Schumer: ‘Generations Yet Unborn Will Suffer the Consequences' of Amy Coney Barrett's Confirmation

Patrick Goodenough | October 28, 2020 | 4:32am EDT
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Judge Amy Coney Barrett is sworn in as a Supreme Court Associate Justice during a ceremony at the White House October 26, 2020. (Photo by BRENDAN SMIALOWSKI/AFP via Getty Images)
Judge Amy Coney Barrett is sworn in as a Supreme Court Associate Justice during a ceremony at the White House October 26, 2020. (Photo by BRENDAN SMIALOWSKI/AFP via Getty Images)

( – “Generations yet unborn will suffer the consequences” of Amy Coney Barrett’s elevation to the Supreme Court, Senate Minority Leader Chuck Schumer said on the Senate floor, shortly before a majority voted on Monday to confirm the pro-life, conservative judge onto the bench.

Schumer was not likely thinking of unborn babies in the womb; his next sentence began with an allusion to climate change. But the same sentence also included a reference to abortion, as he lamented what he described as “reactionary state legislatures curtail[ing] a woman’s right to choose.”

Now-Justice Barrett said at her swearing-in ceremony on Monday night that she would carry out her duties “independently of both the political branches and of my own preferences,” saying that “a judge declares independence, not only from Congress and the president, but also from the private beliefs that might otherwise move her.”

But Schumer in his remarks said Barrett on the bench “very well might” give the Supreme Court a majority to restrict Roe. v. Wade, the court’s 1973 decision that legalized abortion.

“Republicans would never dare to attempt to repeal Roe v. Wade in Congress, so they pass onerous laws in state legislatures, that they control, to drive that right to point of near extinction, and then provoke the Supreme Court to review Roe v. Wade,” he said.


“The far-right has never held a majority on the Court to limit Roe v. Wade or Griswold [v. Connecticut]” – the 1965 ruling that established the legal foundation leading to Roe v. Wage eight years later.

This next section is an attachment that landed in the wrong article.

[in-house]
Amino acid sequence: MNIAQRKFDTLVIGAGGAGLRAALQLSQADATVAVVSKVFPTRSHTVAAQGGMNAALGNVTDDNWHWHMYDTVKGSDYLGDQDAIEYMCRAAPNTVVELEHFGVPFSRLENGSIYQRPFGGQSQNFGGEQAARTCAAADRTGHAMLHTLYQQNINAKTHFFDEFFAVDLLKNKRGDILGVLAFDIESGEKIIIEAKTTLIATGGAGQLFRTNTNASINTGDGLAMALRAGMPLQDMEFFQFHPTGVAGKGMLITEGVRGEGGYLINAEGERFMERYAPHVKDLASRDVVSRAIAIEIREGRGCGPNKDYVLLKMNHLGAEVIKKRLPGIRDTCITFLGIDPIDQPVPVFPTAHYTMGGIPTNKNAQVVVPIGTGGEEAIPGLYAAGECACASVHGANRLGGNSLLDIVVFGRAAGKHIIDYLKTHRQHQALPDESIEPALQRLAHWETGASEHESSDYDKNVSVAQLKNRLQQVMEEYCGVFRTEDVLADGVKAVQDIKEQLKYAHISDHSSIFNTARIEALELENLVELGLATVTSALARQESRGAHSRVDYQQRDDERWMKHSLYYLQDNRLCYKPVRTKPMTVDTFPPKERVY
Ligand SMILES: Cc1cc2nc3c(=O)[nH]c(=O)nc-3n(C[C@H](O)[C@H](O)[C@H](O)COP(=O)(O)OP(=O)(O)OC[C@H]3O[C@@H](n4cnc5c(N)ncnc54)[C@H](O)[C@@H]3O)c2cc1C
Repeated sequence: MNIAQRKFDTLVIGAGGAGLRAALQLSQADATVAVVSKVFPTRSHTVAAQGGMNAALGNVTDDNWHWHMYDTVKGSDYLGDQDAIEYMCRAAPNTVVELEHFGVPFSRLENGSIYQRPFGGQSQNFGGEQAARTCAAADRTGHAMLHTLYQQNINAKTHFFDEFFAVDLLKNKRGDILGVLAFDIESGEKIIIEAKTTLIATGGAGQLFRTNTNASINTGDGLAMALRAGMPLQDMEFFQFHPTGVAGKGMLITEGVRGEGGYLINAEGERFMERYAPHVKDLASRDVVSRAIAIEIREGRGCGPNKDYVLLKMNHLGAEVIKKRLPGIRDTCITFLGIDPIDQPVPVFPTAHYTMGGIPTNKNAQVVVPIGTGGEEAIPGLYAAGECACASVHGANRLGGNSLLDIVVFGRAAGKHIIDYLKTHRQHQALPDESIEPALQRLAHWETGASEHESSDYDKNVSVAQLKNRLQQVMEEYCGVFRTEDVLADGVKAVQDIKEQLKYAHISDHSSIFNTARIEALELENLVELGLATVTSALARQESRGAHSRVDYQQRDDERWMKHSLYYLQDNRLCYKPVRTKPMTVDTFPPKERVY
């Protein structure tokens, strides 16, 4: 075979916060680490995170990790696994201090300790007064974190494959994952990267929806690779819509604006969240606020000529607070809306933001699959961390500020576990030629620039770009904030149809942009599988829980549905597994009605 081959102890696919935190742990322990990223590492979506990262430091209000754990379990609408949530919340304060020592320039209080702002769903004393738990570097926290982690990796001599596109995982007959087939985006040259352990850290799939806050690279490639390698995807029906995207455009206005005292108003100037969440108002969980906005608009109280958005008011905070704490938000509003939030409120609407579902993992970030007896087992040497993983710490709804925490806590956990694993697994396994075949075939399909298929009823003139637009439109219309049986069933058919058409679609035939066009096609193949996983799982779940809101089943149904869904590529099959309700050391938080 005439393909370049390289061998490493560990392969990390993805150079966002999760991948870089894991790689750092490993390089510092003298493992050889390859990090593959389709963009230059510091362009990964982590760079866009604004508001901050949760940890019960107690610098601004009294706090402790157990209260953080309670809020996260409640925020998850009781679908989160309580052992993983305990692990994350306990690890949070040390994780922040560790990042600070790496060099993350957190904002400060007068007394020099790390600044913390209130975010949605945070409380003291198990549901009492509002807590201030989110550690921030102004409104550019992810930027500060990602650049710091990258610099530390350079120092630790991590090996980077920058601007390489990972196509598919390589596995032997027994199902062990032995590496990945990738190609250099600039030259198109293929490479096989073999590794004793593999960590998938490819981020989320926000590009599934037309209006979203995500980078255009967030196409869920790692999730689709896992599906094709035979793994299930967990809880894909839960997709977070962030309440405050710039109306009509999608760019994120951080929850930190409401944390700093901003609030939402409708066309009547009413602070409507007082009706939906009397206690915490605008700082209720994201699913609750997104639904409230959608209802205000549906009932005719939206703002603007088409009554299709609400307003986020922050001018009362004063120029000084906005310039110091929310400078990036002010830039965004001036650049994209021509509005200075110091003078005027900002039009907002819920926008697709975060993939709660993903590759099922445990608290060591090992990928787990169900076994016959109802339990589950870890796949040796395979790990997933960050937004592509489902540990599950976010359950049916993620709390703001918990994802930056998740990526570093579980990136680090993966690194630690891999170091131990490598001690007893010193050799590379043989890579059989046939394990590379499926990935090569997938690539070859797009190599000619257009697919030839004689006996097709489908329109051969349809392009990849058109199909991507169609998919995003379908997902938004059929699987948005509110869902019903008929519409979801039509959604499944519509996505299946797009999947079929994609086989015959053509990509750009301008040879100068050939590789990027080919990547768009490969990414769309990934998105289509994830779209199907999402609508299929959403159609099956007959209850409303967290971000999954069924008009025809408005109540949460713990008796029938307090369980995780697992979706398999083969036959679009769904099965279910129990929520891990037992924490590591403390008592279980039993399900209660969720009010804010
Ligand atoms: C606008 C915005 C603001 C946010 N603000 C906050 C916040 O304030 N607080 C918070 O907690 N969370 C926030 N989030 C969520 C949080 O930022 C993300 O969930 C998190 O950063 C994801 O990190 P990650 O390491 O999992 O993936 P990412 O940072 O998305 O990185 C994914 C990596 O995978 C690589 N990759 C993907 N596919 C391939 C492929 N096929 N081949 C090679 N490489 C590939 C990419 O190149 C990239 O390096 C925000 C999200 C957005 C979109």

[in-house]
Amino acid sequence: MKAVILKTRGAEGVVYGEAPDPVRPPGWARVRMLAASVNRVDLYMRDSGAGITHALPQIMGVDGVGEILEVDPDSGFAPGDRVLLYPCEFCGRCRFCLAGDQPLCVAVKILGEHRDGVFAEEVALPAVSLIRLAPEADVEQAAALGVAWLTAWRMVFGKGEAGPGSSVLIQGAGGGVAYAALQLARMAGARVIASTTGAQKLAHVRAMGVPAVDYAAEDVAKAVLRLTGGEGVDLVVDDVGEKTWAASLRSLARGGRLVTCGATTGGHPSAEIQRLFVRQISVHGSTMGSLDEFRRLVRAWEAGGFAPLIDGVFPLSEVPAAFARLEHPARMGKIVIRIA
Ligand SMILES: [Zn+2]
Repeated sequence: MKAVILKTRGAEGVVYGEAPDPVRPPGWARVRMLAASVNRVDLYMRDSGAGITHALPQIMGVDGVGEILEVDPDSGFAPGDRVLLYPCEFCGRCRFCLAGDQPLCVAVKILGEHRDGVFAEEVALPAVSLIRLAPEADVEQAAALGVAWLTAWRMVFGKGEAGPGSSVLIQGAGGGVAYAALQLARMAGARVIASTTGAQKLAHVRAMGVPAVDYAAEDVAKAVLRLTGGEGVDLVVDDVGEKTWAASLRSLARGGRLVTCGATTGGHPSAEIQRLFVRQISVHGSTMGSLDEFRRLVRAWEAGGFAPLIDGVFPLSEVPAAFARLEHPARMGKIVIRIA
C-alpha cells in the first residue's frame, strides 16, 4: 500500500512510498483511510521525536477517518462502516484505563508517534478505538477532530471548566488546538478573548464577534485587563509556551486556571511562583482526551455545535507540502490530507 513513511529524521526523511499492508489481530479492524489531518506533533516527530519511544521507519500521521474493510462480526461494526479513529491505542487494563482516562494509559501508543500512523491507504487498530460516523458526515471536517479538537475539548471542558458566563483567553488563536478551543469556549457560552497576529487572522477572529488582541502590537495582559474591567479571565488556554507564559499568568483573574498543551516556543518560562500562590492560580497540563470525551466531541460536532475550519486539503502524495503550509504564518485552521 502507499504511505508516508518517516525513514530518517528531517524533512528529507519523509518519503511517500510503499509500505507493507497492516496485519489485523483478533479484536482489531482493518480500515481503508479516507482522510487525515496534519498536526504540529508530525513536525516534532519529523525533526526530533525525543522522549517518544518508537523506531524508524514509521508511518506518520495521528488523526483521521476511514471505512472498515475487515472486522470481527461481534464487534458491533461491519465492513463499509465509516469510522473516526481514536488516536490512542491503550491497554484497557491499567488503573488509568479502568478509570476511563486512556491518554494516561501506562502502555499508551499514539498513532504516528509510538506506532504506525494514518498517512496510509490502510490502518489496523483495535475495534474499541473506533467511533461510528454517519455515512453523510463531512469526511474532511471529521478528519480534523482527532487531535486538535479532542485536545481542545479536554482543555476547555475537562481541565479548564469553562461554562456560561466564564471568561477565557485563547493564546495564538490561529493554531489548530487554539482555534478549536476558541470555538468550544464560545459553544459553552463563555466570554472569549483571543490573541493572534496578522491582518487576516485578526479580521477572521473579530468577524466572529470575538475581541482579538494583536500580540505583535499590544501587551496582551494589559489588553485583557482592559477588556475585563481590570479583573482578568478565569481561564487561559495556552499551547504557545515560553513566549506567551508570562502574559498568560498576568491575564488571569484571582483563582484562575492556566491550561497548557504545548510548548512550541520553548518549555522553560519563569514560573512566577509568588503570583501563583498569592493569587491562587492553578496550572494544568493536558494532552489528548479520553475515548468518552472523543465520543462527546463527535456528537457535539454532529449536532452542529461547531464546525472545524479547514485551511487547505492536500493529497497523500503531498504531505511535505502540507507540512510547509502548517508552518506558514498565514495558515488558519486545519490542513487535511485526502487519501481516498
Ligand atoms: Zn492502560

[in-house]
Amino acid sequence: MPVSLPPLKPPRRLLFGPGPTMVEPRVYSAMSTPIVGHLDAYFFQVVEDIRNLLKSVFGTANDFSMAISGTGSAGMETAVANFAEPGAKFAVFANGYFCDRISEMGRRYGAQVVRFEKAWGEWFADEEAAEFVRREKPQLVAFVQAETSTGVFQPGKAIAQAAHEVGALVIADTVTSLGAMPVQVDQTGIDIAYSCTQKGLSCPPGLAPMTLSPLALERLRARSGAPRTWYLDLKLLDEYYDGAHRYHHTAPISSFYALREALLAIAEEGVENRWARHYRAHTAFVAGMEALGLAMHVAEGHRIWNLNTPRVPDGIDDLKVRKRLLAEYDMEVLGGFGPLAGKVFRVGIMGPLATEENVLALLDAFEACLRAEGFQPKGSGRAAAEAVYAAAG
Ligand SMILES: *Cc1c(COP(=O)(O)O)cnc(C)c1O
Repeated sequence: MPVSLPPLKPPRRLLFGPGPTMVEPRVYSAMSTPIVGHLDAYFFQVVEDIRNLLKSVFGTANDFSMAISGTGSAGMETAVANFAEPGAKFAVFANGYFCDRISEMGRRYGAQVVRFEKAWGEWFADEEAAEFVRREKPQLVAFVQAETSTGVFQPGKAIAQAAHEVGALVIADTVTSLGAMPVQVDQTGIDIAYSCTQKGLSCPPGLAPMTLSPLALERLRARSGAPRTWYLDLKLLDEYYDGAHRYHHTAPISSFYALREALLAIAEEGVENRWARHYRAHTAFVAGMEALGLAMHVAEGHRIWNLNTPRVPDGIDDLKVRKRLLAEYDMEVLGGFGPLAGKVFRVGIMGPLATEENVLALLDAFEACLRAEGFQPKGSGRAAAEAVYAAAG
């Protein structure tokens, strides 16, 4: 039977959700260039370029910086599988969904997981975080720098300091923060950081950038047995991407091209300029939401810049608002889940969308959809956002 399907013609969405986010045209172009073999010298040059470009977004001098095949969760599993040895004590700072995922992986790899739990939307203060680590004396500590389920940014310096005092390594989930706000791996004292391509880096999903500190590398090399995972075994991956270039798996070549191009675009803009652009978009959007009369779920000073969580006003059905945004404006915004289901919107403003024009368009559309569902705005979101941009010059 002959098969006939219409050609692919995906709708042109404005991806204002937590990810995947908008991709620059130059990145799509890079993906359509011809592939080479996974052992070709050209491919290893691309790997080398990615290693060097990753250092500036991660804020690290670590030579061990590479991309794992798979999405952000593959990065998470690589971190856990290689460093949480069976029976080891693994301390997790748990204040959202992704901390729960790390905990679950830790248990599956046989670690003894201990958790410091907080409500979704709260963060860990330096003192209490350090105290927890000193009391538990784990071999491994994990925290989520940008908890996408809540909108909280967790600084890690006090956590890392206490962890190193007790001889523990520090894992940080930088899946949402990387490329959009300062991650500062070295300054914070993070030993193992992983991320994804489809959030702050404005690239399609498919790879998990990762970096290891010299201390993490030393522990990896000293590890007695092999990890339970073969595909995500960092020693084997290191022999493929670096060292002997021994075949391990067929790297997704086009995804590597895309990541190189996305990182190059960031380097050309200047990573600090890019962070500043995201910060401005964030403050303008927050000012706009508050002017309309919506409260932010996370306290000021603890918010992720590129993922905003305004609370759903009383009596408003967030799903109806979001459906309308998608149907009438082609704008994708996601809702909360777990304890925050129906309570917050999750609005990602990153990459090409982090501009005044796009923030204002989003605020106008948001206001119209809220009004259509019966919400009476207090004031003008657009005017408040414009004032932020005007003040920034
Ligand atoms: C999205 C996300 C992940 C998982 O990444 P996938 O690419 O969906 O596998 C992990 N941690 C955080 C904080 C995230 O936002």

“But if Judge Barrett becomes Justice Barrett – it very well might.”

As he wrapped up his 20-minute speech, Schumer said, “Here at this late hour, at the end of this sordid chapter in the history of the Senate, the history of the Supreme Court, my deepest and greatest sadness is for the American people.”

“Generations yet unborn will suffer the consequences of this nomination,” he said. “As the globe gets warmer, as workers continue to fall behind, as unlimited, dark money floods our politics, as reactionary state legislatures curtail a woman’s right to choose, gerrymander districts, and limit the rights of minorities to vote, my deepest, greatest, and most abiding sadness tonight is for the American people, and what this nomination to the Supreme Court will mean for their lives, their freedoms, their fundamental rights.”

With Schumer as minority leader, all but three Senate Democrats in February last year voted to block legislation requiring a baby born alive during a botched abortion to receive the same level of care given to any other newborn.

“The bill is solely meant to intimidate doctors and restrict patients’ access to care and has nothing, nothing, nothing to do with protecting children,” Schumer said during that debate.

Exactly a year later, Senate Democrats again voted to block the Born-Alive Abortion Survivors Protection Act. As they did, Schumer once again derided the bill, calling it “anti-choice, anti-women, anti-family,” and accusing the Republican leadership of bringing it to the floor “to pander to the hard right.”

During her confirmation hearings, Barrett was questioned about her pro-life views. She declined when pressed on particular issues to say how she would rule as a justice on matters that may come before her on the court.

In an op-ed earlier this month, Students for Life of America president Kristan Hawkins pointed out that at least three Supreme Court justices, Sonia Sotomayor, Elena Kagan and the late Ruth Bader Ginsburg, “made no secret of their views on abortion before their nominations and confirmations,” and provided details in each case.

After Monday’s vote to confirm President Trump’s nominee, Hawkins said that Barrett “inspires the pro-life generation with her story of rising to the top of her profession while embracing home and family.”

“The abortion mentality that forces a civil war into women’s lives between their careers and relationships must be confronted with the stories of women who embraced both, and Judge Amy continues to do just that,” she said. “Women don’t need abortion to succeed.”

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